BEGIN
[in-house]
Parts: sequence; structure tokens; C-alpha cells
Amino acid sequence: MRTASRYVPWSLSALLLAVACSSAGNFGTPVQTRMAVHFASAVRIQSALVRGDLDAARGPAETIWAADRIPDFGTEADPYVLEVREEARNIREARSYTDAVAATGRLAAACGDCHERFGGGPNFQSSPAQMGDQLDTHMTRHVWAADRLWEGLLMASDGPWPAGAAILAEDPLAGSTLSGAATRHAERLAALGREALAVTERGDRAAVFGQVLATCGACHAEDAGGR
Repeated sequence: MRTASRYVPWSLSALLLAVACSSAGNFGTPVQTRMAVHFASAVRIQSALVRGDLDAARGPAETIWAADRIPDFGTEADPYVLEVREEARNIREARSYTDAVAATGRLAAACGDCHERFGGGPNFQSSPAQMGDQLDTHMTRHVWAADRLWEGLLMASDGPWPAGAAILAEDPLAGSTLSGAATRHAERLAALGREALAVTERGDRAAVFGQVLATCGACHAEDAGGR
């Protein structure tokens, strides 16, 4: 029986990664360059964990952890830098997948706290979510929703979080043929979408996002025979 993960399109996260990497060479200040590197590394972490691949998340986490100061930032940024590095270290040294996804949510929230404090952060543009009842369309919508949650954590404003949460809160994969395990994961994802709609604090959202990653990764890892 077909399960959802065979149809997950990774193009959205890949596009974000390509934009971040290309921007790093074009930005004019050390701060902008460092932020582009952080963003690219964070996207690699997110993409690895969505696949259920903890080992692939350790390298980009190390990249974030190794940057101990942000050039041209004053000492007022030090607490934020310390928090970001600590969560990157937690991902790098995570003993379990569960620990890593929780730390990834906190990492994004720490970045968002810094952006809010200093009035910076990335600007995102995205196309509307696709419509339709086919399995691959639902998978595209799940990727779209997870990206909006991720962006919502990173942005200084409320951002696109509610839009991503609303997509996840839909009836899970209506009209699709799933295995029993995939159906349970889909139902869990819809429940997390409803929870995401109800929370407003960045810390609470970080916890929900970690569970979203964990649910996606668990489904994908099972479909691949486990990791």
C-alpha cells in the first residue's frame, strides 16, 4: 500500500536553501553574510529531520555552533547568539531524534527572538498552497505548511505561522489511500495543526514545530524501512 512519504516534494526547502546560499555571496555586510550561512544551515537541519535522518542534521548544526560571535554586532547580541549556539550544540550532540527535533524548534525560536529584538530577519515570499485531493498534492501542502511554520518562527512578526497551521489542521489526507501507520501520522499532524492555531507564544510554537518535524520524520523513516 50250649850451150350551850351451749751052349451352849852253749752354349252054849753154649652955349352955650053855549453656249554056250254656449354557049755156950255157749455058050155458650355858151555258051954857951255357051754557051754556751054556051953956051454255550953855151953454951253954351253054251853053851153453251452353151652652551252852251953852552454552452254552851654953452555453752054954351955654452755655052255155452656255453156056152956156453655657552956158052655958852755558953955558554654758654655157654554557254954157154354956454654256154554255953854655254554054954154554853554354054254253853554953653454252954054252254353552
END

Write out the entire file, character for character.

[in-house]
Parts: sequence; structure tokens; C-alpha cells
Amino acid sequence: MRTASRYVPWSLSALLLAVACSSAGNFGTPVQTRMAVHFASAVRIQSALVRGDLDAARGPAETIWAADRIPDFGTEADPYVLEVREEARNIREARSYTDAVAATGRLAAACGDCHERFGGGPNFQSSPAQMGDQLDTHMTRHVWAADRLWEGLLMASDGPWPAGAAILAEDPLAGSTLSGAATRHAERLAALGREALAVTERGDRAAVFGQVLATCGACHAEDAGGR
Repeated sequence: MRTASRYVPWSLSALLLAVACSSAGNFGTPVQTRMAVHFASAVRIQSALVRGDLDAARGPAETIWAADRIPDFGTEADPYVLEVREEARNIREARSYTDAVAATGRLAAACGDCHERFGGGPNFQSSPAQMGDQLDTHMTRHVWAADRLWEGLLMASDGPWPAGAAILAEDPLAGSTLSGAATRHAERLAALGREALAVTERGDRAAVFGQVLATCGACHAEDAGGR
């Protein structure tokens, strides 16, 4: 029986990664360059964990952890830098997948706290979510929703979080043929979408996002025979 993960399109996260990497060479200040590197590394972490691949998340986490100061930032940024590095270290040294996804949510929230404090952060543009009842369309919508949650954590404003949460809160994969395990994961994802709609604090959202990653990764890892 077909399960959802065979149809997950990774193009959205890949596009974000390509934009971040290309921007790093074009930005004019050390701060902008460092932020582009952080963003690219964070996207690699997110993409690895969505696949259920903890080992692939350790390298980009190390990249974030190794940057101990942000050039041209004053000492007022030090607490934020310390928090970001600590969560990157937690991902790098995570003993379990569960620990890593929780730390990834906190990492994004720490970045968002810094952006809010200093009035910076990335600007995102995205196309509307696709419509339709086919399995691959639902998978595209799940990727779209997870990206909006991720962006919502990173942005200084409320951002696109509610839009991503609303997509996840839909009836899970209506009209699709799933295995029993995939159906349970889909139902869990819809429940997390409803929870995401109800929370407003960045810390609470970080916890929900970690569970979203964990649910996606668990489904994908099972479909691949486990990791």
C-alpha cells in the first residue's frame, strides 16, 4: 500500500536553501553574510529531520555552533547568539531524534527572538498552497505548511505561522489511500495543526514545530524501512 512519504516534494526547502546560499555571496555586510550561512544551515537541519535522518542534521548544526560571535554586532547580541549556539550544540550532540527535533524548534525560536529584538530577519515570499485531493498534492501542502511554520518562527512578526497551521489542521489526507501507520501520522499532524492555531507564544510554537518535524520524520523513516 50250649850451150350551850351451749751052349451352849852253749752354349252054849753154649652955349352955650053855549453656249554056250254656449354557049755156950255157749455058050155458650355858151555258051954857951255357051754557051754556751054556051953956051454255550953855151953454951253954351253054251853053851153453251452353151652652551252852251953852552454552452254552851654953452555453752054954351955654452755655052255155452656255453156056152956156453655657552956158052655958852755558953955558554654758654655157654554557254954157154354956454654256154554255953854655254554054954154554853554354054254253853554953653454252954054252254353552